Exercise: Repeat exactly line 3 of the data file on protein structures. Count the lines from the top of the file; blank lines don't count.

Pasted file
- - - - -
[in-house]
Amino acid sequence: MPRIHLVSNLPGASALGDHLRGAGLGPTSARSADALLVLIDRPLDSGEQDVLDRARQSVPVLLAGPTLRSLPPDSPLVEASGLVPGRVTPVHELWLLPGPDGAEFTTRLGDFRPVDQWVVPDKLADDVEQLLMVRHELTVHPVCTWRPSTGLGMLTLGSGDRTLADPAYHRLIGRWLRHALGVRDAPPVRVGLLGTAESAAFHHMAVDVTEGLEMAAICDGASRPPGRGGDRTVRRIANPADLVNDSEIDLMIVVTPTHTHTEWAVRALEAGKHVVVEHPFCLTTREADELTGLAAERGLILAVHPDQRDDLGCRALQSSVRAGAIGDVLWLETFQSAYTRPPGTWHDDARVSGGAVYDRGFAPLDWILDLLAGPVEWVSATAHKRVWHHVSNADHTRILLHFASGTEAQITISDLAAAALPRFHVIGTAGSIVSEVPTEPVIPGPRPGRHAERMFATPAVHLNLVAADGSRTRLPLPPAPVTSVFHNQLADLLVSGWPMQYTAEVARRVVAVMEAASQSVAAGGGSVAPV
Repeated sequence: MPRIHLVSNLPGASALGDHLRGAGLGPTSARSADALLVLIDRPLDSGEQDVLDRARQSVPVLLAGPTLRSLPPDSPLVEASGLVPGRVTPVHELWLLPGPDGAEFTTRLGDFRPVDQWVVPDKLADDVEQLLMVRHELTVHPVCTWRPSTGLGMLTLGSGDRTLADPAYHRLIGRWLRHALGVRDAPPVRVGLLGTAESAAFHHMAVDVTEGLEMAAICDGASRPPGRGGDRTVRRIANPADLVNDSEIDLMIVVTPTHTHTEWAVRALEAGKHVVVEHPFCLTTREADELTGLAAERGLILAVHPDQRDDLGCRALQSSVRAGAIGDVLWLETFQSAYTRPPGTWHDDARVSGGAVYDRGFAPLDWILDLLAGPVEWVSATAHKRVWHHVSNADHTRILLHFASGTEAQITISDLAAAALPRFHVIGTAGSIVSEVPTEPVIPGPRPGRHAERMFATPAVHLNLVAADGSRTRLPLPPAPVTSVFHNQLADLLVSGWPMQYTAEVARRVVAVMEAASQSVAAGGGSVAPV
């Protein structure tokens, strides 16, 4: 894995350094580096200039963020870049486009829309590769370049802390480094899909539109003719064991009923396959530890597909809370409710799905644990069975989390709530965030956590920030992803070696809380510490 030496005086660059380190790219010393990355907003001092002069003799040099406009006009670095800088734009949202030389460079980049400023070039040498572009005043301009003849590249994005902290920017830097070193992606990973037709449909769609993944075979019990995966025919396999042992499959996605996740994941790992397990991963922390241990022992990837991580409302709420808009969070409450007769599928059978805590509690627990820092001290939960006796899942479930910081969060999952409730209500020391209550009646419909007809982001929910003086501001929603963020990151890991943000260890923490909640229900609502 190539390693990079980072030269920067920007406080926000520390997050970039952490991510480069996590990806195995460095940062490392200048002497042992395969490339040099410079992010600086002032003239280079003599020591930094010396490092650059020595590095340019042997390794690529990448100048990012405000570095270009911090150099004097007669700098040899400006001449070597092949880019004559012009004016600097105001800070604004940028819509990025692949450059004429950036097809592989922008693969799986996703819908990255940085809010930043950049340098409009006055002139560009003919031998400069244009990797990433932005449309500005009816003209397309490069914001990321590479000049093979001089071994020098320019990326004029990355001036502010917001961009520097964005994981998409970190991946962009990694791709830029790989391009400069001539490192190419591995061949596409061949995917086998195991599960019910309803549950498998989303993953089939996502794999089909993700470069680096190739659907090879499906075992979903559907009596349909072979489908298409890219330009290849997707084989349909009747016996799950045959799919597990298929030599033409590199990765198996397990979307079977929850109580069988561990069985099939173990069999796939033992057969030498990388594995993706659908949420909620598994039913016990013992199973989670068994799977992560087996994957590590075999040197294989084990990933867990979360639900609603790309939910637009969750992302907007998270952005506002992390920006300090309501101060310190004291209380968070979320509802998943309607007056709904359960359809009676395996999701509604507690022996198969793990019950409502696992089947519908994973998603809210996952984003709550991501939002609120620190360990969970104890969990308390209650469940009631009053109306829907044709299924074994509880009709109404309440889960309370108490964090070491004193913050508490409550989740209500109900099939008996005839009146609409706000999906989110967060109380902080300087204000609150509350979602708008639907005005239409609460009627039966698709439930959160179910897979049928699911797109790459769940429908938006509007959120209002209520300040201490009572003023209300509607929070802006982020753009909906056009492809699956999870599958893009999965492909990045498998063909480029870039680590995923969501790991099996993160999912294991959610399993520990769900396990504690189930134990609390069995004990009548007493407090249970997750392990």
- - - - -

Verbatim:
Repeated sequence: MPRIHLVSNLPGASALGDHLRGAGLGPTSARSADALLVLIDRPLDSGEQDVLDRARQSVPVLLAGPTLRSLPPDSPLVEASGLVPGRVTPVHELWLLPGPDGAEFTTRLGDFRPVDQWVVPDKLADDVEQLLMVRHELTVHPVCTWRPSTGLGMLTLGSGDRTLADPAYHRLIGRWLRHALGVRDAPPVRVGLLGTAESAAFHHMAVDVTEGLEMAAICDGASRPPGRGGDRTVRRIANPADLVNDSEIDLMIVVTPTHTHTEWAVRALEAGKHVVVEHPFCLTTREADELTGLAAERGLILAVHPDQRDDLGCRALQSSVRAGAIGDVLWLETFQSAYTRPPGTWHDDARVSGGAVYDRGFAPLDWILDLLAGPVEWVSATAHKRVWHHVSNADHTRILLHFASGTEAQITISDLAAAALPRFHVIGTAGSIVSEVPTEPVIPGPRPGRHAERMFATPAVHLNLVAADGSRTRLPLPPAPVTSVFHNQLADLLVSGWPMQYTAEVARRVVAVMEAASQSVAAGGGSVAPV